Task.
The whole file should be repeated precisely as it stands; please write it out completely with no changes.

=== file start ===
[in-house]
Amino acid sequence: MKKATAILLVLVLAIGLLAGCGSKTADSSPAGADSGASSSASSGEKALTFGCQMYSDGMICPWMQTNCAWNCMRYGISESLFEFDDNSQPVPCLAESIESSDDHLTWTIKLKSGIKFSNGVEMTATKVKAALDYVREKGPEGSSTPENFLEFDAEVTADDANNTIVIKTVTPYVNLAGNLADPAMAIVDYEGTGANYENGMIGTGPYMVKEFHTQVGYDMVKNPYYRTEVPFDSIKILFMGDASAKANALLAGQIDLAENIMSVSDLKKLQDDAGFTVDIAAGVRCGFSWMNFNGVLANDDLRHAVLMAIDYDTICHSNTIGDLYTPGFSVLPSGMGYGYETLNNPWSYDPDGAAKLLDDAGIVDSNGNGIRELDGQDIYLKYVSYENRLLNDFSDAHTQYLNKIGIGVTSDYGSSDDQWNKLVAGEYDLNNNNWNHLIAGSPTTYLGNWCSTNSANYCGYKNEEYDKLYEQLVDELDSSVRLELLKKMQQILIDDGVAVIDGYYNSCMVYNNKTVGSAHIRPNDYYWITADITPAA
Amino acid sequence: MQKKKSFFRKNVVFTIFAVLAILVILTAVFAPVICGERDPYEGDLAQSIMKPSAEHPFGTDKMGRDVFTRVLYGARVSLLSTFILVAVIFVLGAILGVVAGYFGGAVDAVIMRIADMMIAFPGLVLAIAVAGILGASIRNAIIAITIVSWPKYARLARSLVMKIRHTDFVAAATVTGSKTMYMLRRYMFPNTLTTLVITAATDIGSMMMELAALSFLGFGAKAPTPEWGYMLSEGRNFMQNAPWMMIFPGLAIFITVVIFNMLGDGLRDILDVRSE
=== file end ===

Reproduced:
[in-house]
Amino acid sequence: MKKATAILLVLVLAIGLLAGCGSKTADSSPAGADSGASSSASSGEKALTFGCQMYSDGMICPWMQTNCAWNCMRYGISESLFEFDDNSQPVPCLAESIESSDDHLTWTIKLKSGIKFSNGVEMTATKVKAALDYVREKGPEGSSTPENFLEFDAEVTADDANNTIVIKTVTPYVNLAGNLADPAMAIVDYEGTGANYENGMIGTGPYMVKEFHTQVGYDMVKNPYYRTEVPFDSIKILFMGDASAKANALLAGQIDLAENIMSVSDLKKLQDDAGFTVDIAAGVRCGFSWMNFNGVLANDDLRHAVLMAIDYDTICHSNTIGDLYTPGFSVLPSGMGYGYETLNNPWSYDPDGAAKLLDDAGIVDSNGNGIRELDGQDIYLKYVSYENRLLNDFSDAHTQYLNKIGIGVTSDYGSSDDQWNKLVAGEYDLNNNNWNHLIAGSPTTYLGNWCSTNSANYCGYKNEEYDKLYEQLVDELDSSVRLELLKKMQQILIDDGVAVIDGYYNSCMVYNNKTVGSAHIRPNDYYWITADITPAA
Amino acid sequence: MQKKKSFFRKNVVFTIFAVLAILVILTAVFAPVICGERDPYEGDLAQSIMKPSAEHPFGTDKMGRDVFTRVLYGARVSLLSTFILVAVIFVLGAILGVVAGYFGGAVDAVIMRIADMMIAFPGLVLAIAVAGILGASIRNAIIAITIVSWPKYARLARSLVMKIRHTDFVAAATVTGSKTMYMLRRYMFPNTLTTLVITAATDIGSMMMELAALSFLGFGAKAPTPEWGYMLSEGRNFMQNAPWMMIFPGLAIFITVVIFNMLGDGLRDILDVRSE